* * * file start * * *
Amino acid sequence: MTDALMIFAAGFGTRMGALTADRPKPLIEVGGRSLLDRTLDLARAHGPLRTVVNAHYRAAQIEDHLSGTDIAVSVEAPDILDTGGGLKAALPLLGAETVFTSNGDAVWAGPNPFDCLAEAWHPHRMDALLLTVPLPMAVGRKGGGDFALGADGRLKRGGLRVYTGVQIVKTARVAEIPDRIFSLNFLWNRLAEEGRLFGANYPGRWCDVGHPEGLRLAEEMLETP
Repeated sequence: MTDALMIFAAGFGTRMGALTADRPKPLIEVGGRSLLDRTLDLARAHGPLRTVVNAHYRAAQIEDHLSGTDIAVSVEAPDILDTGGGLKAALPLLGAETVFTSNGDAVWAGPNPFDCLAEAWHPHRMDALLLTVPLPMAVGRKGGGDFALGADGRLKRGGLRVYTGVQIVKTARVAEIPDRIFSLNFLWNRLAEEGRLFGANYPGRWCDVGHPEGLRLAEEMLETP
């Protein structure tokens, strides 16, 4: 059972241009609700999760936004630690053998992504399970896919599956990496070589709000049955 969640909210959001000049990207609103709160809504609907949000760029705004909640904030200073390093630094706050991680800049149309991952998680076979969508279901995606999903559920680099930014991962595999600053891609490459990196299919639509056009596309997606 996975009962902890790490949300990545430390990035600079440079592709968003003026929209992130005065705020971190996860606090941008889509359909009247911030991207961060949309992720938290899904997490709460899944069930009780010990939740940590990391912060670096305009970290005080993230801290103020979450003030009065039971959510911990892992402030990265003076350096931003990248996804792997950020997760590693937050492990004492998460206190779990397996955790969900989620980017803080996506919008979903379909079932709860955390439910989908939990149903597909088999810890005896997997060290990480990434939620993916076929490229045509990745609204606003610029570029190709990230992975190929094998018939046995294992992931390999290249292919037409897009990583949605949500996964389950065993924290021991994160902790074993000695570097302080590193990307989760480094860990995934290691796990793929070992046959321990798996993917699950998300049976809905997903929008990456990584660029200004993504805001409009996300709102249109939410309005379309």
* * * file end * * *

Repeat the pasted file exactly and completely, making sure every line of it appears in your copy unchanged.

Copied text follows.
Amino acid sequence: MTDALMIFAAGFGTRMGALTADRPKPLIEVGGRSLLDRTLDLARAHGPLRTVVNAHYRAAQIEDHLSGTDIAVSVEAPDILDTGGGLKAALPLLGAETVFTSNGDAVWAGPNPFDCLAEAWHPHRMDALLLTVPLPMAVGRKGGGDFALGADGRLKRGGLRVYTGVQIVKTARVAEIPDRIFSLNFLWNRLAEEGRLFGANYPGRWCDVGHPEGLRLAEEMLETP
Repeated sequence: MTDALMIFAAGFGTRMGALTADRPKPLIEVGGRSLLDRTLDLARAHGPLRTVVNAHYRAAQIEDHLSGTDIAVSVEAPDILDTGGGLKAALPLLGAETVFTSNGDAVWAGPNPFDCLAEAWHPHRMDALLLTVPLPMAVGRKGGGDFALGADGRLKRGGLRVYTGVQIVKTARVAEIPDRIFSLNFLWNRLAEEGRLFGANYPGRWCDVGHPEGLRLAEEMLETP
């Protein structure tokens, strides 16, 4: 059972241009609700999760936004630690053998992504399970896919599956990496070589709000049955 969640909210959001000049990207609103709160809504609907949000760029705004909640904030200073390093630094706050991680800049149309991952998680076979969508279901995606999903559920680099930014991962595999600053891609490459990196299919639509056009596309997606 996975009962902890790490949300990545430390990035600079440079592709968003003026929209992130005065705020971190996860606090941008889509359909009247911030991207961060949309992720938290899904997490709460899944069930009780010990939740940590990391912060670096305009970290005080993230801290103020979450003030009065039971959510911990892992402030990265003076350096931003990248996804792997950020997760590693937050492990004492998460206190779990397996955790969900989620980017803080996506919008979903379909079932709860955390439910989908939990149903597909088999810890005896997997060290990480990434939620993916076929490229045509990745609204606003610029570029190709990230992975190929094998018939046995294992992931390999290249292919037409897009990583949605949500996964389950065993924290021991994160902790074993000695570097302080590193990307989760480094860990995934290691796990793929070992046959321990798996993917699950998300049976809905997903929008990456990584660029200004993504805001409009996300709102249109939410309005379309």